CHRIS: How would you feel if the A’s moved out of Oakland, to another Bay Area stadium?
JEN: I would hate it. I’d still be a fan, absolutely. I’d be a fan if they moved to a different state. There’s nothing that could take the A’s away from my life, like, ever. It’s pretty intense. (Jen talks about how someone could adopt a new team if they moved to a new area or if their team moved away, but she could never, ever, ever, be a Giants fan, ever.)
CHRIS: Do you think many of the players bear any allegiance to the cities they play for or that it’s just a business to them, and they would be gone to any city that would give them the sweetest deal?
JEN: It depends on the player but I feel that 90% of the A’s players are very loyal to the Oakland fans because they know how dedicated we are. There aren’t a large number of us, but those of us that are there every day, they are very kind to us and they know us and they’re really appreciative and I think they’re very loyal to Oakland, especially this (current) team. (We discuss a former A’s player who went to the Yankees, and teams wanting to move to new stadiums) They can tell how dedicated we are we love the coliseum. If the A’s got a new stadium in Oakland, I’d be okay with it but I’d miss my team (being in the old coliseum.)
CHRIS: What if they moved to San Jose, like there’s been talk of. Would you still attend the games regularly?
JEN: I still would, but hopefully they wouldn’t change the name of the team to like the San Jose A’s, but that would never happen. It would suck, I wouldn’t be happy about it, but they’d still be my boys.
CHRIS: Let’s talk about your socks. You’re starting your own line of Oakland A’s socks. Tell me about that.
JEN: I’m in the very early stages of designing them. It’s actually a lot more work than I thought it would be. A lot of little details I need to figure out., but yes! Depending on how that works out, I would branch out to (making) other teams (socks) except I would never, ever, ever make Giants socks. (Jen talks about how she strongly believes that if you live in the Bay Area you should pick a side and stick with that team through the good and bad, how she thinks 90% of Giants fans are clueless, and how Yoenis Cespedes’ name was mispronounced by the announcers at the Home Run Derby, etc.)
CHRIS: Getting back to the socks, if they are a hit, you said you might make them for other teams, except of course, the (defending World Series champion) Giants. How about other forms of apparel, like t-shirts, hats, whatever?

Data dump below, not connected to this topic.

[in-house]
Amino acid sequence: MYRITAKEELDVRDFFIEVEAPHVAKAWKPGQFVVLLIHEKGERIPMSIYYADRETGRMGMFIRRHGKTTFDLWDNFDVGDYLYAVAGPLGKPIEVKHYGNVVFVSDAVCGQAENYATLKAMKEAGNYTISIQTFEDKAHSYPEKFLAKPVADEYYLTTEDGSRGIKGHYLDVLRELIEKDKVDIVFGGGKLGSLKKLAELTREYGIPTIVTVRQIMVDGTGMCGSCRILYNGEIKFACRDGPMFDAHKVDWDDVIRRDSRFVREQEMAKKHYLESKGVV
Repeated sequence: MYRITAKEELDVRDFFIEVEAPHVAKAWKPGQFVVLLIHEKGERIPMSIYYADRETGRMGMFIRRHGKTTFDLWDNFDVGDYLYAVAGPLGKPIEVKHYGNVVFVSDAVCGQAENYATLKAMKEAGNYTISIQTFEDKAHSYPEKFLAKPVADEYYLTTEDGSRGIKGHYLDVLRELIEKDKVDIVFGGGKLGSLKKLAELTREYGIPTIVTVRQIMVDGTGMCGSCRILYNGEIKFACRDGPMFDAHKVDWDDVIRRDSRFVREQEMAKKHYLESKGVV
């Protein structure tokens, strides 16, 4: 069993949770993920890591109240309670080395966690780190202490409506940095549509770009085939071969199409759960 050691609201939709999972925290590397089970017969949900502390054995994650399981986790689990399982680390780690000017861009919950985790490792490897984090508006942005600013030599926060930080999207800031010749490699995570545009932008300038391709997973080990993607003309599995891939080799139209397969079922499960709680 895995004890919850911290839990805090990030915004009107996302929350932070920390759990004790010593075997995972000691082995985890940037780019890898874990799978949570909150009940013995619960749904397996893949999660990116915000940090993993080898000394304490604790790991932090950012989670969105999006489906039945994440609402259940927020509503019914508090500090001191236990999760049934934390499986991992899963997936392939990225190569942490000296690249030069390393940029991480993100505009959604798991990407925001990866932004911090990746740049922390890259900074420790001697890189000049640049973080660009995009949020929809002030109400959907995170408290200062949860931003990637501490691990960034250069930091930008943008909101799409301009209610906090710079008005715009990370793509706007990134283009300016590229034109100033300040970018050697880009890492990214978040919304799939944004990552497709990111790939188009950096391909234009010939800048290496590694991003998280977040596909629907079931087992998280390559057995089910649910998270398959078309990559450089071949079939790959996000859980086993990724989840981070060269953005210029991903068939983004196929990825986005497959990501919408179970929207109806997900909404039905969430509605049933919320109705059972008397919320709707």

JEN: I’m a sock person which is kind of odd, but yeah.
CHRIS: Oh by the way, what do you think of the old stirrup socks players used to wear? They went out of style somewhere in the early 90s when players began wearing their pants all the way down to their ankles. Would you like to see them reinstated?
JEN: I think it should a personal choice. I personally have always liked the guys that show their socks. I just think it’s the classic look. I definitely love the stirrup socks, The other weekend, Reddick, Young, and Sogard wore them. I was Tweeting about it. I was like; “I need a pair of those so badly.”
CHRIS: So do you think you’ll be making stirrup socks, as well?
JEN: It’s definitely an option. Since I started going to the gym since I was about 13, I’ve felt that white socks are only for the gym. So I’ve always had colored socks. I have a friend who makes socks in different colors (She was wearing thigh-high pink and blue socks during our interview) and it’s kinda inspired me. So I was like “I want ones in A’s colors, because I’m an A’s fan.” and I told him he should totally connect with sports. I’ve had people come up to me in the parking lot (of the coliseum) saying “Check out my socks! or “Can I get a picture with you?” And people send me pictures a lot, on Facebook and Twitter.
CHRIS: So do many people there know you as the Oakland A’s Socks Girl?
JEN: It’s starting to become that way, yes.
CHRIS: Well, you could become quite a local celeb. (I mention an idea I have for an ad campaign that I hope to see Jen use, because I’m sure it would make her a local celeb)
JEN: There are a lot of possibilities. It’s all moving so quickly. I need to think of a good brand name, oh, and I have a Facebook fan page. I also recently did a project with the owner of Opening Day Designs, which is for fan-designed shirts. Adam, the owner was the one who told me I need make a fan site. My tickets for Spring training are right next to the dugout and Billy Dean walked out and took some pictures with us and was talking to me about my socks and he said “Yeah, you should make it your theme and run with it.” He would never remember this because I was just some random person at spring training but it’s very vivid in my mind. (Jen and I then talk about rages in baseball, I mention the Fear the Beard rage from a few years back, she mentions Balfour rage that her friend began, and then we go from there to ceremonial first pitches.)
CHRIS: So, I saw you throw out the first pitch at a game last April.